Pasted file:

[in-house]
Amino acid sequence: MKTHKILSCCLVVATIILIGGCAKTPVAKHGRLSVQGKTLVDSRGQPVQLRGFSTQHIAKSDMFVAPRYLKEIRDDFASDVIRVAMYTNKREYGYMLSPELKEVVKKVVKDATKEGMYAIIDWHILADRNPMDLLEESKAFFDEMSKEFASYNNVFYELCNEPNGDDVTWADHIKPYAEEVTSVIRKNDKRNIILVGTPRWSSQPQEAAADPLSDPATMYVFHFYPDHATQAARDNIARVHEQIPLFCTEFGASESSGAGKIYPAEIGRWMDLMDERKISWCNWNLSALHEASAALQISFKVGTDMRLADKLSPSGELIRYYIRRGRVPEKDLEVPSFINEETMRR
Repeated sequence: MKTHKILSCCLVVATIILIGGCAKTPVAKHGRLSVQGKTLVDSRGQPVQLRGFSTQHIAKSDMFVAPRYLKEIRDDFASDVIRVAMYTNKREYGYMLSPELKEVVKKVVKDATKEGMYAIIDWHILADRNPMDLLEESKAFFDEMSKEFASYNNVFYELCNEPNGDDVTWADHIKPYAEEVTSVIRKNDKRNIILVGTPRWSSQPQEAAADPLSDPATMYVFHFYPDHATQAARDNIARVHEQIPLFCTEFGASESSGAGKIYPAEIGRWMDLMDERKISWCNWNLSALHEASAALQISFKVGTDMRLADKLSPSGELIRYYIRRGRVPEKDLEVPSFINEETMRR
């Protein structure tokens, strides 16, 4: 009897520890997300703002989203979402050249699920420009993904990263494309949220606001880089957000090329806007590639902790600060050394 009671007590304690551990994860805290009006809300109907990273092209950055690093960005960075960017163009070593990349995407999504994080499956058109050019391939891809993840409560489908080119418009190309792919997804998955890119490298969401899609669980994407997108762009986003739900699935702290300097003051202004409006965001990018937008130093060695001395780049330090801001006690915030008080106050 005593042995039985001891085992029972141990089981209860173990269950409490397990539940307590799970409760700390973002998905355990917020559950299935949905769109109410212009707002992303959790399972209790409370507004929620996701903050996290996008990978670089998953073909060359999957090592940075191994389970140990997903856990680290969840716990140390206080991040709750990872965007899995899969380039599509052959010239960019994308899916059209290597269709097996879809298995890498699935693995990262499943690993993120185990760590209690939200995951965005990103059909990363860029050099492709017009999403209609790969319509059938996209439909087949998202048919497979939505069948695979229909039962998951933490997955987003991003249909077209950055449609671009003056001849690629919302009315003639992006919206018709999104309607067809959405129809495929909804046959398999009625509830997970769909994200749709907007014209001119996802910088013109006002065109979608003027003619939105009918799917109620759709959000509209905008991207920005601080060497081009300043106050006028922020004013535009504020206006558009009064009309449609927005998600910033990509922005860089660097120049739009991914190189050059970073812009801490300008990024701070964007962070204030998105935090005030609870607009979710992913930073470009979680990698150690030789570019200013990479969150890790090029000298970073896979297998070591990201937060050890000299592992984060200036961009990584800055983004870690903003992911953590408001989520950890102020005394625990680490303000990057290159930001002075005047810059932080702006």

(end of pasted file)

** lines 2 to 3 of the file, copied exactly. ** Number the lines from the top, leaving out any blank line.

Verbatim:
Amino acid sequence: MKTHKILSCCLVVATIILIGGCAKTPVAKHGRLSVQGKTLVDSRGQPVQLRGFSTQHIAKSDMFVAPRYLKEIRDDFASDVIRVAMYTNKREYGYMLSPELKEVVKKVVKDATKEGMYAIIDWHILADRNPMDLLEESKAFFDEMSKEFASYNNVFYELCNEPNGDDVTWADHIKPYAEEVTSVIRKNDKRNIILVGTPRWSSQPQEAAADPLSDPATMYVFHFYPDHATQAARDNIARVHEQIPLFCTEFGASESSGAGKIYPAEIGRWMDLMDERKISWCNWNLSALHEASAALQISFKVGTDMRLADKLSPSGELIRYYIRRGRVPEKDLEVPSFINEETMRR
Repeated sequence: MKTHKILSCCLVVATIILIGGCAKTPVAKHGRLSVQGKTLVDSRGQPVQLRGFSTQHIAKSDMFVAPRYLKEIRDDFASDVIRVAMYTNKREYGYMLSPELKEVVKKVVKDATKEGMYAIIDWHILADRNPMDLLEESKAFFDEMSKEFASYNNVFYELCNEPNGDDVTWADHIKPYAEEVTSVIRKNDKRNIILVGTPRWSSQPQEAAADPLSDPATMYVFHFYPDHATQAARDNIARVHEQIPLFCTEFGASESSGAGKIYPAEIGRWMDLMDERKISWCNWNLSALHEASAALQISFKVGTDMRLADKLSPSGELIRYYIRRGRVPEKDLEVPSFINEETMRR